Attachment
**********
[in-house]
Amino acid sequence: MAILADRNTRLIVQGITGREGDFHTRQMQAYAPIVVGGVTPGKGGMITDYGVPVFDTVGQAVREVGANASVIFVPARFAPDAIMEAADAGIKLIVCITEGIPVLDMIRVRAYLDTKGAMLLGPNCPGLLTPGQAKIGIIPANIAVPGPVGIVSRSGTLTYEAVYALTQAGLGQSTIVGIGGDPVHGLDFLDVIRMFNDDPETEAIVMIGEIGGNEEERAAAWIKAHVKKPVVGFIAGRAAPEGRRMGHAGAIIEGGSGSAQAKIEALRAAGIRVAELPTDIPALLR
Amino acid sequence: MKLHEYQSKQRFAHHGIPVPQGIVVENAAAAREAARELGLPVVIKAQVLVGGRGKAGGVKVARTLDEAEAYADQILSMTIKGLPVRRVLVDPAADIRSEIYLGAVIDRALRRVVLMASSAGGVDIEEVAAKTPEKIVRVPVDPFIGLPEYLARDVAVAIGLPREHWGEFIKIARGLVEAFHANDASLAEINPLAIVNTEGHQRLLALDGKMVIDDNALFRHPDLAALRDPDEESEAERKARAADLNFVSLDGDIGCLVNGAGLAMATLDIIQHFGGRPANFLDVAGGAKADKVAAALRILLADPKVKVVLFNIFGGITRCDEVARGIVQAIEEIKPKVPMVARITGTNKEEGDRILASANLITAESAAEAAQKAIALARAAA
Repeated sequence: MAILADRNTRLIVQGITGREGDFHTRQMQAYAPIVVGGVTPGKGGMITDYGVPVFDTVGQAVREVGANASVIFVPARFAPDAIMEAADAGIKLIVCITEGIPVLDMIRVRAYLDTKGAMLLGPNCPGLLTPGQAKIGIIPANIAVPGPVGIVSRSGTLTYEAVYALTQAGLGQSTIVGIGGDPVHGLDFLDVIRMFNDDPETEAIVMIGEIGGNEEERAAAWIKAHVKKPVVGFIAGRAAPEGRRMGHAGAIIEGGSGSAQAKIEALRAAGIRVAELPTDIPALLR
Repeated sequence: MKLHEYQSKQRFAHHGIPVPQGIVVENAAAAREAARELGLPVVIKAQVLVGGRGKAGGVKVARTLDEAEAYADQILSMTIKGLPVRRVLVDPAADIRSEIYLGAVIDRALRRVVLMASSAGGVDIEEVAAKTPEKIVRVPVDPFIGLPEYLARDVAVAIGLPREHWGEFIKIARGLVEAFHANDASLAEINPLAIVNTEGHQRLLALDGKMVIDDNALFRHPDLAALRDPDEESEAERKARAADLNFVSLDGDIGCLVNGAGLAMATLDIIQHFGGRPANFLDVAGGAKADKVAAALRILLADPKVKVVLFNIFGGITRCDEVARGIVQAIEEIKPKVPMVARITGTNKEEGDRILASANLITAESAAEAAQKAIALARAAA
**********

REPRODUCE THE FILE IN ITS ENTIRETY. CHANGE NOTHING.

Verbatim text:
[in-house]
Amino acid sequence: MAILADRNTRLIVQGITGREGDFHTRQMQAYAPIVVGGVTPGKGGMITDYGVPVFDTVGQAVREVGANASVIFVPARFAPDAIMEAADAGIKLIVCITEGIPVLDMIRVRAYLDTKGAMLLGPNCPGLLTPGQAKIGIIPANIAVPGPVGIVSRSGTLTYEAVYALTQAGLGQSTIVGIGGDPVHGLDFLDVIRMFNDDPETEAIVMIGEIGGNEEERAAAWIKAHVKKPVVGFIAGRAAPEGRRMGHAGAIIEGGSGSAQAKIEALRAAGIRVAELPTDIPALLR
Amino acid sequence: MKLHEYQSKQRFAHHGIPVPQGIVVENAAAAREAARELGLPVVIKAQVLVGGRGKAGGVKVARTLDEAEAYADQILSMTIKGLPVRRVLVDPAADIRSEIYLGAVIDRALRRVVLMASSAGGVDIEEVAAKTPEKIVRVPVDPFIGLPEYLARDVAVAIGLPREHWGEFIKIARGLVEAFHANDASLAEINPLAIVNTEGHQRLLALDGKMVIDDNALFRHPDLAALRDPDEESEAERKARAADLNFVSLDGDIGCLVNGAGLAMATLDIIQHFGGRPANFLDVAGGAKADKVAAALRILLADPKVKVVLFNIFGGITRCDEVARGIVQAIEEIKPKVPMVARITGTNKEEGDRILASANLITAESAAEAAQKAIALARAAA
Repeated sequence: MAILADRNTRLIVQGITGREGDFHTRQMQAYAPIVVGGVTPGKGGMITDYGVPVFDTVGQAVREVGANASVIFVPARFAPDAIMEAADAGIKLIVCITEGIPVLDMIRVRAYLDTKGAMLLGPNCPGLLTPGQAKIGIIPANIAVPGPVGIVSRSGTLTYEAVYALTQAGLGQSTIVGIGGDPVHGLDFLDVIRMFNDDPETEAIVMIGEIGGNEEERAAAWIKAHVKKPVVGFIAGRAAPEGRRMGHAGAIIEGGSGSAQAKIEALRAAGIRVAELPTDIPALLR
Repeated sequence: MKLHEYQSKQRFAHHGIPVPQGIVVENAAAAREAARELGLPVVIKAQVLVGGRGKAGGVKVARTLDEAEAYADQILSMTIKGLPVRRVLVDPAADIRSEIYLGAVIDRALRRVVLMASSAGGVDIEEVAAKTPEKIVRVPVDPFIGLPEYLARDVAVAIGLPREHWGEFIKIARGLVEAFHANDASLAEINPLAIVNTEGHQRLLALDGKMVIDDNALFRHPDLAALRDPDEESEAERKARAADLNFVSLDGDIGCLVNGAGLAMATLDIIQHFGGRPANFLDVAGGAKADKVAAALRILLADPKVKVVLFNIFGGITRCDEVARGIVQAIEEIKPKVPMVARITGTNKEEGDRILASANLITAESAAEAAQKAIALARAAA